Gilbert du Motier, marquis de Lafayette
Historical Figure
Nationality: France, with American dual citizenship from 1785, but was effectively stateless 1792-1800
Date of Birth: 1757
Date of Death: 1834
Cause of Death: Pneumonia
Religion: Catholicism
Occupation: General, Nobleman, Politician, Revolutionary
Spouse: Adrienne de Noailles
Children: Four
Military Branch: French Army;
Continental Army
Fictional Appearances:
Southern Victory
POD: September 10, 1862
Appearance(s): Blood and Iron
Type of Appearance: Posthumous reference
POD: c 85,000,000 BCE;
Relevant POD: 1452
Appearance(s): The United States of Atlantis
Type of Appearance: Direct
Date of Death: Unrevealed
Military Branch: Army of the Atlantean Assembly

Marie-Joseph Paul Yves Roch Gilbert du Motier, formerly Marquis de Lafayette (or la Fayette) (6 September 1757 – 20 May 1834) was a French military officer born in the Haute-Loire. Lafayette was a general in the American Revolutionary War and a leader of the Garde Nationale during the French Revolution.

After the rise of Napoleon Bonaparte, Lafayette continued to participate in French politics until his death. He returned to the United States for a widely publicized tour in 1824.

Marquis de La Fayette in Southern Victory

Prior to the Great War, the Lafayette Hotel, located in Philadelphia, United States and named for the Marquis de Lafayette, was rechristened the Hindenburg Hotel after the Field Marshal of Germany, the USA's most important ally.[1]

Marquis de La Fayette in Atlantis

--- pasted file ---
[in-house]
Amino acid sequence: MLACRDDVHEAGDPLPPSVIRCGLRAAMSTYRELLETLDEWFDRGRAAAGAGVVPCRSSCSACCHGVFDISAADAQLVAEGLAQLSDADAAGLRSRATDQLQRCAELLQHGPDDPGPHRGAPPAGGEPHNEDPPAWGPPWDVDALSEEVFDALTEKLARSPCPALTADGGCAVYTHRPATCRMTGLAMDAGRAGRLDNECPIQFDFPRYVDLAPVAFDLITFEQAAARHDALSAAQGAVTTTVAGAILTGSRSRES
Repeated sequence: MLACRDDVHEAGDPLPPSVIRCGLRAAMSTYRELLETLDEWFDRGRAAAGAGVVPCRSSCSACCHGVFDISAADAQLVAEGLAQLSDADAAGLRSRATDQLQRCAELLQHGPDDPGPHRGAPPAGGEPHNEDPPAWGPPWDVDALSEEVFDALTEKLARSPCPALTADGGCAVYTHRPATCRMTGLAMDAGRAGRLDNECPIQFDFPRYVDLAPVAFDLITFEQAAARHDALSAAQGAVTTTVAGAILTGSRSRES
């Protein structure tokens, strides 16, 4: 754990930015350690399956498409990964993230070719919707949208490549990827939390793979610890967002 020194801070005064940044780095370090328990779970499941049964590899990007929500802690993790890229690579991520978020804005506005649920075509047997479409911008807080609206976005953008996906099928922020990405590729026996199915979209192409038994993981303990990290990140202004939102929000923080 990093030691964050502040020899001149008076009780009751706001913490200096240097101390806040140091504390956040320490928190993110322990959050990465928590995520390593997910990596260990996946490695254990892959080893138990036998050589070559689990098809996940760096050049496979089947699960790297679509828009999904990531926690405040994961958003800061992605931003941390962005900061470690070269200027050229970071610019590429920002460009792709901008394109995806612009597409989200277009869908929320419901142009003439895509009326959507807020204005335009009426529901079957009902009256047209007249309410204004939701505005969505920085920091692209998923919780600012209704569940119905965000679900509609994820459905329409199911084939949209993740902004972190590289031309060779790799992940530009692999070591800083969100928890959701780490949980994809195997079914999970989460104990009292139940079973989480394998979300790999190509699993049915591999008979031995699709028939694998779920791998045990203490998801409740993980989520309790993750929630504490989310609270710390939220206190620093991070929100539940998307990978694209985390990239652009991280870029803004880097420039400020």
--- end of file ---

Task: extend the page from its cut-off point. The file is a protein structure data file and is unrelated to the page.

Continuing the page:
Marie-Joseph Paul Yves Roch Gilbert du Motier, the Marquis de La Fayette was a French general in the Atlantean War of Independence.

In 1777 the officer led the French expeditionary force up the east coast of French Atlantis after disembarking at Cosquer. He had a genuine enthusiasm for the Atlantean cause; upon meeting Victor Radcliff for the first time, the marquis declared the Proclamation of Liberty to be a document of top importance.[2]

Initially the Marquis was frustrated with the Atlantean style of war the British regulars were employing against the French, and complained to Radcliff, who had just prevented General Charles Cornwallis from attacking Hanover at Redwood Hill, via letter.[3] Radcliff said he would find someone of "suitable rank" to assist the French,[4] which the French officer interpreted as someone of the "right rank" and assumed that meant Radcliff himself would come.[5] Blaise Black reminded Radcliff that the Army of the Atlantean Assembly didn't always need his presence to stay in the fight, and the two of them set off for Cosquer to participate in the French campaign.[6] Radcliff learned a thing or two about fine food, fine brandy, and fine mistresses,[7] and in turn La Fayette learned about the proper way of dealing with the Atlantean style of war[8] as well as with rapists.[9]

The Marquis' aid was instrumental in Atlantis' ultimate triumph.


  1. Blood and Iron, pg. 67.
  2. The United States of Atlantis, pg. 276.
  3. Ibid., pg. 271.
  4. Ibid.
  5. Ibid., pg. 272.
  6. Ibid., pg. 273.
  7. Ibid., pgs. 279-280.
  8. Ibid., pg. 282-84.
  9. Ibid., pg. 284.